Vaccines teach the immune system to recognize a virus and fight against it. In essence, a vaccine imitates a virus to prepare a cats body to remove it in the future. Feline vaccines come in three forms:

  • Modified live vaccines contain a current version of a virus that has been diluted and weakened.
  • Inactive vaccines inject a dead version of a virus into the bloodstream to avoid it in the future.
  • Subunit vaccines contain traces of the DNA of a virus rather than the entire infection.

Most feline vaccines are administered by injection, but some can be inhaled nasally. As the cat is injected with a virus when vaccinated, it may experience some side effects. However, these will be minor and short-term.

Modified live vaccines provoke the strongest side effects but also offer greater protection. However, these are not always suitable for older or weaker cats.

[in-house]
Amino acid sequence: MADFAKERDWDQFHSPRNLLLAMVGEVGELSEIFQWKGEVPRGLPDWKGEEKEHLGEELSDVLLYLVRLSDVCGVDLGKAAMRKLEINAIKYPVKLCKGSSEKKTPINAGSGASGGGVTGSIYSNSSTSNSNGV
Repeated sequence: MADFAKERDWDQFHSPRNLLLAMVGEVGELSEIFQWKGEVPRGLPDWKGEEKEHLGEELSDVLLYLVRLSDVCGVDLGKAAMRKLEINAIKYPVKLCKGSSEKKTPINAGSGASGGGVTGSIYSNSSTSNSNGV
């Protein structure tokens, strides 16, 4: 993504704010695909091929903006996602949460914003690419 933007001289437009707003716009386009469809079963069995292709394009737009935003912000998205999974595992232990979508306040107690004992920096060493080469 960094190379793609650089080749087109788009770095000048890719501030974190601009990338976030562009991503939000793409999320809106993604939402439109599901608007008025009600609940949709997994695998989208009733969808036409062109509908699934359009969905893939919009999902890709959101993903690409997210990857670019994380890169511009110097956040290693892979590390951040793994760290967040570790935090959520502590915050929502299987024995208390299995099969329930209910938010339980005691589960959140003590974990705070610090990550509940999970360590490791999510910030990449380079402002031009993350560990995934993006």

How Is Rabies Transmitted

Your cat

Weve too long underestimated the threat that rabies poses to cats. There are more laws governing the need for rabies in dogs, the domestic animals most often associated with the virus. Cats seem more innocuous, perhaps due to their size, and are thus given freer reign in outdoor situations. Both of these are risk factors. A single bite from infected wildlife can transmit the disease.

The animals that pose the greatest threat for infecting a cat with rabies are bats, foxes, raccoons, and skunks. Rabies transmission is achieved when the saliva of an infected creature enters the bloodstream. This typically happens in altercations when a cat is bitten. Given the self-grooming habits of all animals, it is less likely but possible for rabies to be transmitted through a particularly violent scratch wound. The incubation period of a rabies infection whether it is furious or paralytic in nature is very fast.